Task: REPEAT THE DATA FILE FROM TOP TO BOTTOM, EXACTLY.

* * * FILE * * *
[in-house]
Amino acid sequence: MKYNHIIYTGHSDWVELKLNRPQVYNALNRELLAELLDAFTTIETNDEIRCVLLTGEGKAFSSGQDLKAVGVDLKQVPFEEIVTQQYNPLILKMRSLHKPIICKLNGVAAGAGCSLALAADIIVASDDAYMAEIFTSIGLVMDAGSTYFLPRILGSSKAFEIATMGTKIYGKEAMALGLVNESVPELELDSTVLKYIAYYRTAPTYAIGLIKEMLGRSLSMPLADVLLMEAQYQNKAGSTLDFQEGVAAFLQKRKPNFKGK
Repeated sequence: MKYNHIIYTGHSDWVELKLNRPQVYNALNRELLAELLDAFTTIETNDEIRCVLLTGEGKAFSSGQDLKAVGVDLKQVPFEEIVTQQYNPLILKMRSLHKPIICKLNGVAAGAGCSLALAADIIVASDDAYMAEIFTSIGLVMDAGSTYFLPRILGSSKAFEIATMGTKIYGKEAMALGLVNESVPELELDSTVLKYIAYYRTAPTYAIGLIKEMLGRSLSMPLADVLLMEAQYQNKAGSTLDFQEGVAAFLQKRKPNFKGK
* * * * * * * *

[in-house]
Amino acid sequence: MKYNHIIYTGHSDWVELKLNRPQVYNALNRELLAELLDAFTTIETNDEIRCVLLTGEGKAFSSGQDLKAVGVDLKQVPFEEIVTQQYNPLILKMRSLHKPIICKLNGVAAGAGCSLALAADIIVASDDAYMAEIFTSIGLVMDAGSTYFLPRILGSSKAFEIATMGTKIYGKEAMALGLVNESVPELELDSTVLKYIAYYRTAPTYAIGLIKEMLGRSLSMPLADVLLMEAQYQNKAGSTLDFQEGVAAFLQKRKPNFKGK
Repeated sequence: MKYNHIIYTGHSDWVELKLNRPQVYNALNRELLAELLDAFTTIETNDEIRCVLLTGEGKAFSSGQDLKAVGVDLKQVPFEEIVTQQYNPLILKMRSLHKPIICKLNGVAAGAGCSLALAADIIVASDDAYMAEIFTSIGLVMDAGSTYFLPRILGSSKAFEIATMGTKIYGKEAMALGLVNESVPELELDSTVLKYIAYYRTAPTYAIGLIKEMLGRSLSMPLADVLLMEAQYQNKAGSTLDFQEGVAAFLQKRKPNFKGK